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on 8 April 2013

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Transcript of Iconography

How Do You Read Icons? Important Elements
Mandorla/Aura of Jesus: Suggests divinity, Apophaticism
IX XC (Christogram): Name of Jesus, IHCOYC XPICTOC Iconography Introduction Literally translated from the Greek “image” and “to write”.
Icons provide "complex and enlightening symbolism, bearing witness to incarnation, to Christian doctrine, to beauty, and to truth... They have served as 'Bibles without words,' as a means of accessing the transcendent realm through our limited senses. Icons have long been regarded as 'windows to heaven.'" - Zelensky & Gilbert Christian Iconography Kathleen Dunn, Jonathan Gladstone, John Wiebe, Dustin Xie Significance for Christianity Catacombs - The Teacher Sacrosantcum Concilium Contemporary Iconography Iconography Presentation RELS 475 - Christ & Culture Christ Pantokrator Christ in Majesty Brief History St. Basil the Great (329 or 330 - 379 C.E.):
"What the word transmits through the ear, the painting silently shows through the image, and by these two means, mutually accompanying one another... we receive knowledge of one and the same thing." St. John of Damascus (645 or 676 - 749 C.E.):
"If a pagan asks you to show him your faith, take him into church and place him before the icons." Chirst Pantokrator Christ Pantokrator Christ Pantokrator is one of the most common images in Orthodox iconography. "Pantokrator" is the Greek translation of the Hebrew title "El Shaddai," meaning 'all powerful.'
Symbols of the Nicene verdict that Christ was co-equal and co-eternal with God.
Earliest known Christ Pantokrator icon is dated around 6th or 7th century. See Right. The Christ Pantokrator icons are also called Christ the Teacher. In both icons, Christ is holding a book, sometimes open. If the book is closed it is Christ Pantokrator; if the book is open, Christ the Teacher.
Eyes of Christ are asymmetrical - seen in both icons below. This represents both the humanity and divinity of Jesus. It represents his dual perspective - finite and infinite; seen and unseen. In some icons the gesture of Jesus is oddly exaggerated. The hand gesture is exaggerated because Jesus is making the symbol of four letters with the right hand - I, C, X, C. Jesus Christ in Greek is:


(monogram formed with the first and last letters). Iconoclasm: 7th & 8th Century Features of Christ (Veronica) Colours (El Greco) Iconoclasm: Protestant Reformation 6th century - Ravenna (Italy) 12th century - Sicily (Italy) 11th century - Midi-Pyrenees (France) Christocentric Icons Cont. Christocentric Icons Cont. Christocentric Icons Cont. Hand Gesture: Dual Natures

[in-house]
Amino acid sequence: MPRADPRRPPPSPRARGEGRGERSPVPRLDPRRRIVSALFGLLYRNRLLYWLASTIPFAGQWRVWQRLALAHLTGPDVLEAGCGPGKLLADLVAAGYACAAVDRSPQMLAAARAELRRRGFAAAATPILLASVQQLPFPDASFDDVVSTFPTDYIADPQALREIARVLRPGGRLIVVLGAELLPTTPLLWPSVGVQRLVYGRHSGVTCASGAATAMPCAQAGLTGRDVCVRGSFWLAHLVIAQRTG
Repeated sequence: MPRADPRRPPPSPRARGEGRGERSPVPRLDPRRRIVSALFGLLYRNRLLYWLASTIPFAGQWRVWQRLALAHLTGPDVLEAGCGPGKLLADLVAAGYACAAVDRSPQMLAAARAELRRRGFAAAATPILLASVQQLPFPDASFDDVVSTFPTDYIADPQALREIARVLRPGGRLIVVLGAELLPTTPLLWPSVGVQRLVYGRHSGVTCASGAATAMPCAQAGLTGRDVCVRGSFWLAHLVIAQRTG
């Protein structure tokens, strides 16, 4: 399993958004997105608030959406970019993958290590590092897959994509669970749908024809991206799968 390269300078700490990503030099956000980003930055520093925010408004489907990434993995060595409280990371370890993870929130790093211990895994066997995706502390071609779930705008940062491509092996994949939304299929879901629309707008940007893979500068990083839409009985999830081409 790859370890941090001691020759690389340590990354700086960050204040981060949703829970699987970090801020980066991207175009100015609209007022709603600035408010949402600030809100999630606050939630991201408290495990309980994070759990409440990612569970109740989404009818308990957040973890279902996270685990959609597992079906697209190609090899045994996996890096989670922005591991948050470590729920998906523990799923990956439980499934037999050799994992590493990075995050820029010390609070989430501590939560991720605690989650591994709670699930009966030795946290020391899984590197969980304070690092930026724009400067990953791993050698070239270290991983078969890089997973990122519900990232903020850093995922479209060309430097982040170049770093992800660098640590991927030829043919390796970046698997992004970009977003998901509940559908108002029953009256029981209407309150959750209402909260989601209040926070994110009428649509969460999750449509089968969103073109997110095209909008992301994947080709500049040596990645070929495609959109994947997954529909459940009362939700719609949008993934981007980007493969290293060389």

Book/Scroll: Fullness of revelation Wide Forehead: Wisdom of God
Eyes: Both stern and compassionate
Elongated Nose: Suggests nobility
Small Mouth: Always listening
Large Hands: Transcendent Power Blue: Heaven
Gold: Divinity
Red: Passion
Purple: Royalty
Green: Life How Are Icons Used? To call our intellect out of ourselves, and to lift our mind heavenward
Pope Gregory: Images used to "aid illiterate in devotion"
Teaches the viewer about Christ, His character
Thomas Aquinas: "Beauty is the form of truth"
Dynamic manifestation of power; redeems creation through beauty and art
Portrays people in their redeemed state Ecumenical Perspectives Religious Art vs. Secular Art Questions Contemporary Examples The veneration of icons continues in Eastern and Russian churches
Second Vatican Council: Use of statues and pictures in churches should be moderate
Protestants generally use religious art for teaching and for inspiration
Religious themes in art continue, often foregoing devotional purposes Protestantism
Used caricatures of the pope, priests, monks
Luther: Maintained art for teaching purposes only, disliked mystery that made it "unintelligible"
Henry VIII: Establishment of the Church of England, leading to the removal of Roman Catholic images in churches
Sacred Art: Poor use of money, flaunts the wealth of the donor
Three Post-Reformation Developments
Sacred art gives way to religious art
Subject matter expands to include portraits, landscapes, etc.
Mass reproduced images and objects begin to flood the market Religious art has lack of doctrinal emphasis
Landscapes containing inklings of theological symbols, portraits with Jesus at centre
Rembrandt (1606-1660)
Jewishness of Jesus
Also did secular art Basilica Raising of Lazarus "What on the one hand is represented by ink and paper is represented on the other hand in the icon, thanks to the various colors and other materials."
- St. Theodore Studite Nativity - Hagia Sophia Iconostasis - Wide scope of styles acceptable; multi-cultural

- Adorn buildings with 'due reverence and honor'

- Remove that which "offend true religious sense either by depraved forms or by lack of artistic worth, mediocrity and pretense."

- moderate in number, position in right order

- artists should focus on "works destined to be used in Catholic worship, to edify the faithful, and to foster their piety and their religious formation." Should there be regulations on what is accepted as art in Christian churches? Where would the limitations exist? Are traditional Icons outdated? Should we still use them as a form of prayer? How has the use of the internet affected our reverence for sacred art?
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